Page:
Rewilding our minds — Inside each of us is a wild woman, a wild man, or a wild child. That “inner creature” represents a mindset that is characterized by curiosity instead of fear, awareness instead of distraction, and passion instead of apathy. This is your natural birthright, unlearned through social conditioning. As an open and growing society, I believe we need allow this wildness back into our midst.
There is no doubt that nature is an essential ingredient in the human rewilding process. We’ve never met a person who, with increased exposure to nature, doesn’t begin to get ‘addicted’. This ‘addiction’ is really a sort of remembering – a connection with our most essential nature – and it is accompanied by increased awareness of our emotions, our mind activity, our instinctual selves, and of the world around us. Sensual, not intellectual reflection.
Rewilding isn’t about naively glorifying a life in nature and more primitive environments. It does not promote back-to-nature philosophies. It rather is about examining our cultural paradigms, seeing how they affect our physical, mental, and emotional health, and reclaiming the humanness in the human beings.
Humans are physically, mentally, emotionally, and spiritually amazingly rich and vivid creatures. The answer to our problems is available within our own innate wisdom. The truth is that “rewilding” is more about an inner change, rather than an outer change. We don’t need new gurus or ideas to believe in. What we need is a new positive, constructive spiritualism that will let us act wisely! The crisis of modern human spirituality goes along with the emergence of a powerful new materialism. This modern materialism destroys the order and value of our basic life aspects.
In Ying Wang’s composition “rewilding”, the ensemble starts in the presence – a loud materialistic world where society is hierarchically structured exploiting nature and human slaves. Empty hearts, empty souls filled with greed and envy. This is reflected in a metallic, electronic and harsh sonic environment, a symbol of exploitation, exclusion, loneliness, emptiness.
In the narrative world of the piece more and more people start to think of asceticism, reflect on new values and start with a new spirit to “rewild” the world. The changes in the music are both, gradually and aprubt, new musical ideas and atmosphere, instrumental textures come in and go again. In some moments the music slows down radically and follows the inner desire and external compulsion to change. Like an exploration of the inner self a sound texture is developed and examined in depth. Just to quickly jump back to mutations of confused, shrill, eruptive sounds and loops. Eventually the piece leads to a quiet, yet diverse sound object.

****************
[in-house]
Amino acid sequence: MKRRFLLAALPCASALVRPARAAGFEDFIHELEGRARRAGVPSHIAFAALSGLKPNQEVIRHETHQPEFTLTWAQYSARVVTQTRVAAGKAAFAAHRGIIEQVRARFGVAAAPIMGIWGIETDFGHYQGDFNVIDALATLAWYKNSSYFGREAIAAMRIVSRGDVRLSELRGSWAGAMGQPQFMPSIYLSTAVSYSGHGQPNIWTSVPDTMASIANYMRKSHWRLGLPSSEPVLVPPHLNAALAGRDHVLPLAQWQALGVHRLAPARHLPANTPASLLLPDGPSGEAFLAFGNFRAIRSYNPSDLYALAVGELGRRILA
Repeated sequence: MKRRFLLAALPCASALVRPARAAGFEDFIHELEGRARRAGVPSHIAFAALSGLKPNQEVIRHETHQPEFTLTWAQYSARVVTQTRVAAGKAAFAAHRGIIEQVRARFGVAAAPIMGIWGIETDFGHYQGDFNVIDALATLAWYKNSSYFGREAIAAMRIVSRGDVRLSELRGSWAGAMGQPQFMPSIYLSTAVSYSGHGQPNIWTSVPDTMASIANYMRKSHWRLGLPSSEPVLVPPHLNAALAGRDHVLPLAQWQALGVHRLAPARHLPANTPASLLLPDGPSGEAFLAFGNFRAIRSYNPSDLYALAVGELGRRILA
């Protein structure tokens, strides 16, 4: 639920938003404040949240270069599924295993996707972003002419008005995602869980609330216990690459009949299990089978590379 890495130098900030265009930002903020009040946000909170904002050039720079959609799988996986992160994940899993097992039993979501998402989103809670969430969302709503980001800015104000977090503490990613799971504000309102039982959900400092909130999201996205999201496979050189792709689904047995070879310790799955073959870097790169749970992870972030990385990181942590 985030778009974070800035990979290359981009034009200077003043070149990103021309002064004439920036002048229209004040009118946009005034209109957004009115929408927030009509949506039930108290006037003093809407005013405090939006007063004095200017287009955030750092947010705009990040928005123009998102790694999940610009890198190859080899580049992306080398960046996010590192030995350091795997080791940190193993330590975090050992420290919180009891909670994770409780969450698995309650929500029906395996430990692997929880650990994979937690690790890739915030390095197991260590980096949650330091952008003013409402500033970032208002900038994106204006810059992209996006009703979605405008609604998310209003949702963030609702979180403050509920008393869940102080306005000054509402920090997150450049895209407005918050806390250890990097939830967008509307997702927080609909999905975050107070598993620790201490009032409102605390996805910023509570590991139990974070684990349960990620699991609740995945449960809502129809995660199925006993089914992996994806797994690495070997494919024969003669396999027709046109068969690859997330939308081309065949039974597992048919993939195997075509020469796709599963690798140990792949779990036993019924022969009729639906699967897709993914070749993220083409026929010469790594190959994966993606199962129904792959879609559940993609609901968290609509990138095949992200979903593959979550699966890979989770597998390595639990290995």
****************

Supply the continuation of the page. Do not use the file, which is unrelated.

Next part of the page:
At the end every spectator gets a seed bomb to throw or plant it somewhere outside. Nature is also in the streets of our cities.
Ying Wang & Wolfgang Lehmann – RE:WILDING
RE:WILDING is a joint production of Berlin based composer Ying Wang and Stockholm based filmmaker Wolfgang Lehmann.
Ying Wang has retained an almost childlike joy in mimesis. Her music is quite direct, always revealing itself immediately. It does not hide behind elaborate structures. One can always take it literally. That is what is so refreshing about it. In RE:WILDING, the wildness of the music and images is that of life itself. A wildness of curiosity, not fear. What some deemed uncomfortable because of its uncontrollable nature, becomes a new comfortable normality in her piece. In RE:WILDING, jungle and nature are the utopian “other place”. No Utopia is welcoming at first. All that is new, that is unfamiliar, carries moments of irritation and rejection. Direct exposure to the sounds and images – to the “other” – makes them familiar, until one feels embedded and part of it. Like Mahler in his 3rd symphony, Wang is not mapping any specific nature environments, but rather creates one of her own. In her world whales wander tropical highlands.
Like a sudden weather change, Wolfgang Lehmann’s images appear out of the dark, while the music gradually reaches out into the wild. Material re-appears several times in both music and images. Those repetitions and variations aim for awareness on how its surrounding and one’s own mindset changed since their last appearance. Like a listener who is engaging with the music, Lehmann’s images allow the music to unfold in new paths. By following and articulating associations of his own, the images are leading us to a synthetic experience. Lehmann’s images are observing the musical jungle, they don’t cut into it, nor are they commenting counterpoint to the music. Like Wang’s music, his images, despite their origin, don’t imitate nature, but are aiming as well towards something “other”. They are themselves expression of this free wildness. They pulsate and breathe with the music. And like the music, they don’t need to be deciphered. They are trigger for new associations and memories instead. Ying Wang and Wolfgang Lehmann are not guides through the wildness – they enable the wildness by asking for your associations to grow wildly.
This idea of “Rewilding” isn’t about naively glorifying a life in nature. It does not promote back-to-nature philosophies. It rather is about examining our cultural paradigms of wildness and civilisation, seeing how they affect our physical, mental, and emotional health. The answer to our problems is available within our own innate wisdom – a kind of remembering accompanied by increased awareness of our emotions, our mind activity, our instinctual selves, and of the world around us. Sensual, not intellectual reflection.
RE:WILDING was originally conceived for a live performance and was premiered in Hamburg. The cinema version is a revised version, implementing ideas that were difficult to realize in a live performance but posed no problem in the cinematic version.
Andreas Karl, Ying Wang, Wolfgang Lehmann